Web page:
The reality of the situation is that reform will be a give and take, gradual process. The hospitals, pharmaceuticals and insurers will give concessions if they get some, too. Perhaps, in order to get private companies to insure hundreds of thousands (millions) of additional citizens, they might have to get a malpractice cap in return.

    Maybe they'll agree to much-needed marketing regulations (advertising costs are a huge reason drugs are so expensive) if they get concessions involving a crackdown on drugs from Canada.

    That's how things get done in the real world.

    The idea that John Edwards or whoever is going to ramrod through wholesale change to an industry that is something like 1/6th of our GDP without buy-in from any insiders is beyond absurd.

  13. #13
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    [QUOTE=Big Blocker;2273611]The issue here is not malpractice, it is whether Obama is truly the better candidate to achieve a restructuring of our health care and insurance situtation.

    What do you guys all have ADD or something? You act like you didn't read Krugman's article.[/QUOTE]

    Here's an idea close down most of the big hospitals that cost a fortune to run and are full of union employees. Do you think the Dems are going to do that? Most procedures can be done safer, quicker with less risk of infection in small inexpensive none union medical facilities. Some how I don't believe either Obama or Edwards is going to advocate closing down these big outdated facilities that are costing us a fortune to operate.

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    [QUOTE=nuu faaola;2273693]Truth be told, Krugman seems far more naive in this article than Obama. Do you really think you can successfully reform health care without involving the industries that provide it? Clinton tried that in the early 90s. It failed. Spectacularly.

    The reality of the situation is that reform will be a give and take, gradual process. The hospitals, pharmaceuticals and insurers will give concessions if they get some, too. Perhaps, in order to get private companies to insure hundreds of thousands (millions) of additional citizens, they might have to get a malpractice cap in return.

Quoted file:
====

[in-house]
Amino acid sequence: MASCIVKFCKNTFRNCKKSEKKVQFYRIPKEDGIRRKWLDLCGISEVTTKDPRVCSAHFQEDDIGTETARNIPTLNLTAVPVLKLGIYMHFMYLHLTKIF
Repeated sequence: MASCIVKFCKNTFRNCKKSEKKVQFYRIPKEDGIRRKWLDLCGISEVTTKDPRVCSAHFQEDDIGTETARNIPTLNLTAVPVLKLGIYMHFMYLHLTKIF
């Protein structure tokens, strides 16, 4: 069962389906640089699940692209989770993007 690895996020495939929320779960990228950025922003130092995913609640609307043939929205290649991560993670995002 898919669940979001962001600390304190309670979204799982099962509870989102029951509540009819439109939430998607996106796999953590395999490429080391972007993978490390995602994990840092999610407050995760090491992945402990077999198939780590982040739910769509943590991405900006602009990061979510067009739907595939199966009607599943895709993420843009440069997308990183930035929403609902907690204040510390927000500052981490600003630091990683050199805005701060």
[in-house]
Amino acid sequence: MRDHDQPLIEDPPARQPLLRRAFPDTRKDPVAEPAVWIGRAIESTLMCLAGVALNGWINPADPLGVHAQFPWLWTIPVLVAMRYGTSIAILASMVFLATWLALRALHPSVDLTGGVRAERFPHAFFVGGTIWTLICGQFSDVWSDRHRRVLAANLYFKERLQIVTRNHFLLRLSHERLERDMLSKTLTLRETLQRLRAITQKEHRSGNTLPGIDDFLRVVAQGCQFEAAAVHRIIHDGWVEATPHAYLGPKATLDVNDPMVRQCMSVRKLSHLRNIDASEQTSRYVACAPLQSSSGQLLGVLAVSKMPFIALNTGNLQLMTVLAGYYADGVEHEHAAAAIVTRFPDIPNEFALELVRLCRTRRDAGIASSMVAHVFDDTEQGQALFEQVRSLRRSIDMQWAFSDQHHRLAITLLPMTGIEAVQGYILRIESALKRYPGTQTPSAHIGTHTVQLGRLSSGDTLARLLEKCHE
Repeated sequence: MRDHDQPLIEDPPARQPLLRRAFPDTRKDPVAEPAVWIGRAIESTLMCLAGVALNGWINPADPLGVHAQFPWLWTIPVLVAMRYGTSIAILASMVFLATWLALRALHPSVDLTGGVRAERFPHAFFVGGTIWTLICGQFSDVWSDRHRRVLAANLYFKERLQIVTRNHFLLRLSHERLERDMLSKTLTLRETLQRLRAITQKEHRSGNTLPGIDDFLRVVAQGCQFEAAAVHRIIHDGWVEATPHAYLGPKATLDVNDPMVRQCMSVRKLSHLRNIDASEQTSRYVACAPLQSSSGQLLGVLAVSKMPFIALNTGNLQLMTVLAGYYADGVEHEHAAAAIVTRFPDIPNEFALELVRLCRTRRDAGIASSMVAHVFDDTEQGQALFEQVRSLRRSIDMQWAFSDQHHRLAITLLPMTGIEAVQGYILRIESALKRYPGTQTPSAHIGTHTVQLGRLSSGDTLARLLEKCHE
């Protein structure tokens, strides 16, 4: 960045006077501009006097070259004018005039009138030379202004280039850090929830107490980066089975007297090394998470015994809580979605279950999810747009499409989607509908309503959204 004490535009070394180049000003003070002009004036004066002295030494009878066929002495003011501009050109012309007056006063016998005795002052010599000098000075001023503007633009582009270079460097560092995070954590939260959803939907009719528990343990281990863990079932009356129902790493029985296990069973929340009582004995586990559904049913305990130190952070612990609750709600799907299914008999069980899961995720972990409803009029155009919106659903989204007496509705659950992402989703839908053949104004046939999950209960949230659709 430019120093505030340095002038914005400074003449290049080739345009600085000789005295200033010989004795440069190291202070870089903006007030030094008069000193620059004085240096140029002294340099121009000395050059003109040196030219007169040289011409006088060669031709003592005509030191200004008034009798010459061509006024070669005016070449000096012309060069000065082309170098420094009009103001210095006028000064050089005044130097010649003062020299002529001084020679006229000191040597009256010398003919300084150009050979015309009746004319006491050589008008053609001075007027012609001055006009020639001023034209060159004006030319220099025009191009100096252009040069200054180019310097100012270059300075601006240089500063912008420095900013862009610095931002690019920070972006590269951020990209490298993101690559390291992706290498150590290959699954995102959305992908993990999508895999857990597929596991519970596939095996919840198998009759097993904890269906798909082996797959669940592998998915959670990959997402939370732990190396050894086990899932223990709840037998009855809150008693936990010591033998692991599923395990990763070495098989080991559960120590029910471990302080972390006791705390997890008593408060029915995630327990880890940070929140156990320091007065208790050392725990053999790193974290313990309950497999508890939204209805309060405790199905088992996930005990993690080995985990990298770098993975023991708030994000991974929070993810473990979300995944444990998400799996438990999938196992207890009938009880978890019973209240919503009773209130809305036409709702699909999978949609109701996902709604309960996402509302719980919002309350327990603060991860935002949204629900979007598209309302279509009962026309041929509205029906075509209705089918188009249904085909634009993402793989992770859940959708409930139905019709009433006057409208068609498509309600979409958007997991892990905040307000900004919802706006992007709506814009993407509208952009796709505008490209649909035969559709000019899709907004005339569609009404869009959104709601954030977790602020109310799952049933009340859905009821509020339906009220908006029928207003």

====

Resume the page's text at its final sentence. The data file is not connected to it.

Maybe they'll agree to much-needed marketing regulations (advertising costs are a huge reason drugs are so expensive) if they get concessions involving a crackdown on drugs from Canada.

    That's how things get done in the real world.

    The idea that John Edwards or whoever is going to ramrod through wholesale change to an industry that is something like 1/6th of our GDP without buy-in from any insiders is beyond absurd.[/QUOTE]

    Wow nuu I actually agree with you. Doctors,Lawyers, Insurance have to involved in the process

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    [QUOTE=MnJetFan;2273914]Wow nuu I actually agree with you. Doctors,Lawyers, Insurance have to involved in the process[/QUOTE]

    We'll make an Obama supporter out of you yet, MN!

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    [QUOTE=nuu faaola;2273693]Truth be told, Krugman seems far more naive in this article than Obama. Do you really think you can successfully reform health care without involving the industries that provide it? Clinton tried that in the early 90s. It failed. Spectacularly.

    The reality of the situation is that reform will be a give and take, gradual process. The hospitals, pharmaceuticals and insurers will give concessions if they get some, too. Perhaps, in order to get private companies to insure hundreds of thousands (millions) of additional citizens, they might have to get a malpractice cap in return.